By Andrew Tracy Silence is Martin Scorsese’s best film in 20 years—since Kundun (1997), in fact, which also happens to More →
By Antoine Thirion
Discovering Raya Martin’s work inevitably went hand in hand with questions about his age. People were impressed that such a young director (he was born in Manila in 1984) hadn’t used short films as a simple springboard for features, but dared to lay the foundations for several trilogies: one about cinema (Now Showing, 2008; Next Attraction, 2008), the other about Filipino colonial history (A Short Film About the Indio Nacional, 2005; Independencia, 2009). From an early age, Martin was able to combine, in always-inventive forms, personal history and national history, filming one to rave against the other, as in the title of one of his best movies, Autohystoria (2007).
Of course, these questions of age are relative, and Martin laughed at them a lot. Recently, he posted a personal message on the internet, by way of a teaser for The Great Cinema Party, a film being made for the 2012 edition of the Jeonju Digital Project: a young boy was talking in his place, with the embarrassed expression of a contestant on American Idol. It’s with children of that age, such as the young girl in Now Showing or the boy in Independencia, that the director has often empathized. Indeed, it’s tempting to see his movies as coming-of-age novels. They are packed with scenes where the hero, still in childhood, freezes for a moment in front of a landscape wherein can be read the great expectations of a future as glorious as it is still incomprehensible. Often in Martin’s works, young heads topple backwards, lost in the fascination of images with cosmic power. But it isn’t so much learning the moral hardening that must be acquired by those who were born into a history sapped by colonization, bombings, and aborted revolutions. Instead of hopes, they have to take into account a country that is still in ruins.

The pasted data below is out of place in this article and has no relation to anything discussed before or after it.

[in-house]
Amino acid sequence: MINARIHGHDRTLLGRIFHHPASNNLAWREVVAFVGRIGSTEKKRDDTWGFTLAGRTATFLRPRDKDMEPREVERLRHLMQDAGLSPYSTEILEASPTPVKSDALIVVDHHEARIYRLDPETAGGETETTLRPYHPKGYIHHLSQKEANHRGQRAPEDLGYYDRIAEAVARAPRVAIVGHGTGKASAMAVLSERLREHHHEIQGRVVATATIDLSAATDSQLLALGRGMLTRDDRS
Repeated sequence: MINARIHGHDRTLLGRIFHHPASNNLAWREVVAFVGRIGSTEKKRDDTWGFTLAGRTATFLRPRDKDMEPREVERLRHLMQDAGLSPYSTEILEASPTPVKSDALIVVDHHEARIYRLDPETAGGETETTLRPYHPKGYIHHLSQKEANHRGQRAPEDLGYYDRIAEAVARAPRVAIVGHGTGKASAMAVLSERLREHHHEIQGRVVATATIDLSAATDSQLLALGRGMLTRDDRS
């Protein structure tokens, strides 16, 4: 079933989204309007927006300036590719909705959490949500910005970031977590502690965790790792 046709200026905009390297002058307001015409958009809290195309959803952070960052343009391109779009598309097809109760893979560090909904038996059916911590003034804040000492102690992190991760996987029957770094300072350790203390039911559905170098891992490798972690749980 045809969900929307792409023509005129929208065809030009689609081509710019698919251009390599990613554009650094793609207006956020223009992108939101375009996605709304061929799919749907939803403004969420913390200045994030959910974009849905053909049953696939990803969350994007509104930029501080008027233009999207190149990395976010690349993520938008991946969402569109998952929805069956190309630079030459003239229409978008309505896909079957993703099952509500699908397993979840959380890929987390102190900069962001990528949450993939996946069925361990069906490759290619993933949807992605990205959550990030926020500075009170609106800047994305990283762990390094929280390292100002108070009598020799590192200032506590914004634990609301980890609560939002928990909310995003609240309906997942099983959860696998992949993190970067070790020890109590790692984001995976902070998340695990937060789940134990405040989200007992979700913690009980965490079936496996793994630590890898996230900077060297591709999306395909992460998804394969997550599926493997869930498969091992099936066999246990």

There’s no Filipino director who can deny that he’s trying to portray the particularly tragic condition of their people. But only Martin has succeeded in advancing a contemporary image, solidly set in the present yet permanently floating between ages. The mixture of fantasy and determination, of naiveté and irony necessary (as in the exotic colonial/Hollywood pastiche of Independencia) is only his. Going through the history of cinema in all directions, from the Lumières to war archives, from Tarkovsky to The Simpsons, from Mike de Leon to The Blair Witch Project (1999), he has already been able to find the steps of his country’s protective characters who left to discover the world, but never forgot the glorious future to which they should always aspire.